Thailand Constitutional Court suspends Prime Minister for term inquiry


Thailand’s Constitutional Court has suspended prime minister Prayut Chan-O-Cha because the court will investigate whether the prime minister has not been in power for too long. The investigation comes on the demand of the opposition parties who say that Prayut has reached his term limit of eight years. The Thai prime minister came to power in 2014 after a military coup.

Several opposition parties have applied to the Constitutional Court of Thailand to investigate whether the current Prime Minister, 68-year-old General Prayut Chan-O-Cha, has not been in power in the Asian country for too long. Pending a ruling, the court has decided to suspend the Prime Minister. Five judges voted for the suspension, four against. The court’s decision marks a landslide in Thai politics, some seven months before long-awaited elections.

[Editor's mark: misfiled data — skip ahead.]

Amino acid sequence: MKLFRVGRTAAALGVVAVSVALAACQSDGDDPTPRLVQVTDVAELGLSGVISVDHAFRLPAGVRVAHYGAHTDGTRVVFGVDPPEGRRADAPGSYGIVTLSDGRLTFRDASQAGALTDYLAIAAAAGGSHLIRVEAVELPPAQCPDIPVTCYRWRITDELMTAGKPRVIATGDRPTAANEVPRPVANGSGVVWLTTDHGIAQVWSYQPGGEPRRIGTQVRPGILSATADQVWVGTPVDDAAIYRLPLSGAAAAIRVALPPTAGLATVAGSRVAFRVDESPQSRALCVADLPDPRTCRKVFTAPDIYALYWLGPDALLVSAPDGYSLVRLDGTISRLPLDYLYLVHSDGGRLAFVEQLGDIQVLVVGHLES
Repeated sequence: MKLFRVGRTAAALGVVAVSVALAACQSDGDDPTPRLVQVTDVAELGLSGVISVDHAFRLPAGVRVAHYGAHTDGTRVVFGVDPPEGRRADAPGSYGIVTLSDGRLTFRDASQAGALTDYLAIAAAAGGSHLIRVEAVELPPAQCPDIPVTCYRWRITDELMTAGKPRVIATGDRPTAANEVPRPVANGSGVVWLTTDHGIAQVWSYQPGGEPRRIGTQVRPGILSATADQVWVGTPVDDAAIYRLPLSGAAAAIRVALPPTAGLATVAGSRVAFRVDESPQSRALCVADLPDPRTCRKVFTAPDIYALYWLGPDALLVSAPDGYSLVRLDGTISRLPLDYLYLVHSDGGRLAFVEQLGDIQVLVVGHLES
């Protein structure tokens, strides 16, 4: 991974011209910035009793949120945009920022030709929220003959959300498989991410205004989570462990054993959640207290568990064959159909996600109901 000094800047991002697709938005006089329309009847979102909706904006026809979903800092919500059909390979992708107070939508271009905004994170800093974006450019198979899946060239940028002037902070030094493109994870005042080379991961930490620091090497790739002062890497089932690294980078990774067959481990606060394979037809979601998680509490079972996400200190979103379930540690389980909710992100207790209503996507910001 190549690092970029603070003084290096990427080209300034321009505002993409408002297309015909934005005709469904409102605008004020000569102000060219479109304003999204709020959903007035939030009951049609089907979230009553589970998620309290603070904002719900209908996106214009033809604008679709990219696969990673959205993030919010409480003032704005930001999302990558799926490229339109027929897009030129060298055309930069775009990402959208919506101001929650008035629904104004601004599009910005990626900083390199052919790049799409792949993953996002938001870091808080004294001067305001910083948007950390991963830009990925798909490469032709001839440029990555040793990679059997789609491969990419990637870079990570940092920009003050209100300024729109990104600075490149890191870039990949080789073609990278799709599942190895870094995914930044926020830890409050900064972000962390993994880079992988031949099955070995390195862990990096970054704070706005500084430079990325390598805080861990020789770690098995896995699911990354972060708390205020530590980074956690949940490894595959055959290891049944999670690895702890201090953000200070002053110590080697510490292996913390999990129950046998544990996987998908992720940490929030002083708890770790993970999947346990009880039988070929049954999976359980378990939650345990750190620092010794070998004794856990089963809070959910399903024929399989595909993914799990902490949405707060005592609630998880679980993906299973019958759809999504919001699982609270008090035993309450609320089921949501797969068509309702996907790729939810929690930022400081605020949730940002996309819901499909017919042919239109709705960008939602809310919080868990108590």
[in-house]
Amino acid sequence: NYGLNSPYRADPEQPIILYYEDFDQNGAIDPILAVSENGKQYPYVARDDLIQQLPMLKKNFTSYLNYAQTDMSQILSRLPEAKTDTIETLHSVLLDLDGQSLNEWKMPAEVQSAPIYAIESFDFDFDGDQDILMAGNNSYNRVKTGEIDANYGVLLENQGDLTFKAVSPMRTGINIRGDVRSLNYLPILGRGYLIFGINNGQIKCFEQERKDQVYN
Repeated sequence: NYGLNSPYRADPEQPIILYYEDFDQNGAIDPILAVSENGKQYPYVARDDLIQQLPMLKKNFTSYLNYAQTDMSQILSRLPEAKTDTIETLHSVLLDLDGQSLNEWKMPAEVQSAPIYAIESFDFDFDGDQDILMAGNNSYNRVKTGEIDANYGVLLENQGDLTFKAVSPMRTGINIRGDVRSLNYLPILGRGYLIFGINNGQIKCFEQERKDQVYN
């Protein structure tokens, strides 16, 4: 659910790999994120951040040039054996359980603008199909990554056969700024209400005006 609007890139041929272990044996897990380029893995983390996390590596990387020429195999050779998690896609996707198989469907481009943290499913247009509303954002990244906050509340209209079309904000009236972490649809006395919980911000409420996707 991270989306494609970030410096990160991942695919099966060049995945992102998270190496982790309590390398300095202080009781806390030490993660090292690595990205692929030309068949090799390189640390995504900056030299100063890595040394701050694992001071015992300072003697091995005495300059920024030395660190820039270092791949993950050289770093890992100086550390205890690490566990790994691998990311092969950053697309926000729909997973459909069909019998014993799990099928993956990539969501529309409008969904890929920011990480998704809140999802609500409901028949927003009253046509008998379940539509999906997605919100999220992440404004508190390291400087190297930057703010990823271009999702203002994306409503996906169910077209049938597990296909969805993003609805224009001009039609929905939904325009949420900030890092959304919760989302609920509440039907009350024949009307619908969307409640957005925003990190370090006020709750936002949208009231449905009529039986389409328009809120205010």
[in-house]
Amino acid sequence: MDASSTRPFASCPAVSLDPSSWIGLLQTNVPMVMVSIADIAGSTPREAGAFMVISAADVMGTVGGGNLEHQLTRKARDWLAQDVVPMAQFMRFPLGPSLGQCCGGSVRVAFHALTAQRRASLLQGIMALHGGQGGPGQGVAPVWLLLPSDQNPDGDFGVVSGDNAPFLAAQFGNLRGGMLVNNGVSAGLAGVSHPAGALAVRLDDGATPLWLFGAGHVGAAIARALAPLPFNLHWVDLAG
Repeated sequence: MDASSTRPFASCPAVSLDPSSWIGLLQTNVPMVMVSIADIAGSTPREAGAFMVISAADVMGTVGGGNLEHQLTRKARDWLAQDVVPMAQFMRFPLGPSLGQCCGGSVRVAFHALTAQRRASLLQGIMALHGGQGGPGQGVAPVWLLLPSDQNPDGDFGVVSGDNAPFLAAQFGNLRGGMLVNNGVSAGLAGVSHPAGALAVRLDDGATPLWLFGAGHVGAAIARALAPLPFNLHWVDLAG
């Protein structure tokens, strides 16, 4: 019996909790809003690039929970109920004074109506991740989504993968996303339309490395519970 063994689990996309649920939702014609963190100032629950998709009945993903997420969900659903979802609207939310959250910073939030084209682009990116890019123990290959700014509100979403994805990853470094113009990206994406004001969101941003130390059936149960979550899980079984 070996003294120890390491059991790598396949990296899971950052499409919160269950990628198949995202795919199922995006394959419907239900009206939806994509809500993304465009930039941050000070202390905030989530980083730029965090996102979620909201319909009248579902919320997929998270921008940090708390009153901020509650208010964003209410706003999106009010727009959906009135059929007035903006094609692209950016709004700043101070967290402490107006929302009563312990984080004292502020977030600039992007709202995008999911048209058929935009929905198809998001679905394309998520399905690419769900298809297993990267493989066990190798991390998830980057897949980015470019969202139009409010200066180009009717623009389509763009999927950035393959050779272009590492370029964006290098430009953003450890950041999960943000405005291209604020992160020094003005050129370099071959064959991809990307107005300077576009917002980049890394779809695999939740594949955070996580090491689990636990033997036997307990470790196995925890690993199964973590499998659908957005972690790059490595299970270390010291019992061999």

Prayut came to power in 2014 after a coup. Anti-government activists have been trying to get him out of office for three years, believing that he is in power illegally. According to the opposition, his term limit of 8 years has expired. That limit was only set in the Constitution in 2017. Supporters therefore note that the counter could have been reset again in 2017, and here and there it is even suggested that this happened in 2019, at the last election. If the court follows that interpretation, Prayut could remain prime minister until 2025, or even 2027. “Let the Constitutional Court decide,” the suspended prime minister said.


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